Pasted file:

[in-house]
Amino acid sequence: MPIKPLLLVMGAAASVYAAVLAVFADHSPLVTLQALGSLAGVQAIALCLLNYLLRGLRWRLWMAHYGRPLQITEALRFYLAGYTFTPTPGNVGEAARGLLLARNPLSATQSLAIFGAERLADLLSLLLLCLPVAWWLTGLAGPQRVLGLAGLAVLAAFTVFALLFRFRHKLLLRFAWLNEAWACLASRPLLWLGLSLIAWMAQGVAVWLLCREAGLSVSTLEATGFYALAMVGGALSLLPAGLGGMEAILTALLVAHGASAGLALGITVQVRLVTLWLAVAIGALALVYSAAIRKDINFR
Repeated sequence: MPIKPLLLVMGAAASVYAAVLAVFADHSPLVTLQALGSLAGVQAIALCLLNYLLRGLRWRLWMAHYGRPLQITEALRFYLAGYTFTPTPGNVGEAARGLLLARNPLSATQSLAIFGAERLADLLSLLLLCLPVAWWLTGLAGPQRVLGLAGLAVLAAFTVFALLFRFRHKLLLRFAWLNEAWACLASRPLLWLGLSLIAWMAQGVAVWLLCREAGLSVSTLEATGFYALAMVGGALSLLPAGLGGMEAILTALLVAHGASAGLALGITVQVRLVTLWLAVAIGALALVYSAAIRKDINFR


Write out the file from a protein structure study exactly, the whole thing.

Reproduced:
[in-house]
Amino acid sequence: MPIKPLLLVMGAAASVYAAVLAVFADHSPLVTLQALGSLAGVQAIALCLLNYLLRGLRWRLWMAHYGRPLQITEALRFYLAGYTFTPTPGNVGEAARGLLLARNPLSATQSLAIFGAERLADLLSLLLLCLPVAWWLTGLAGPQRVLGLAGLAVLAAFTVFALLFRFRHKLLLRFAWLNEAWACLASRPLLWLGLSLIAWMAQGVAVWLLCREAGLSVSTLEATGFYALAMVGGALSLLPAGLGGMEAILTALLVAHGASAGLALGITVQVRLVTLWLAVAIGALALVYSAAIRKDINFR
Repeated sequence: MPIKPLLLVMGAAASVYAAVLAVFADHSPLVTLQALGSLAGVQAIALCLLNYLLRGLRWRLWMAHYGRPLQITEALRFYLAGYTFTPTPGNVGEAARGLLLARNPLSATQSLAIFGAERLADLLSLLLLCLPVAWWLTGLAGPQRVLGLAGLAVLAAFTVFALLFRFRHKLLLRFAWLNEAWACLASRPLLWLGLSLIAWMAQGVAVWLLCREAGLSVSTLEATGFYALAMVGGALSLLPAGLGGMEAILTALLVAHGASAGLALGITVQVRLVTLWLAVAIGALALVYSAAIRKDINFR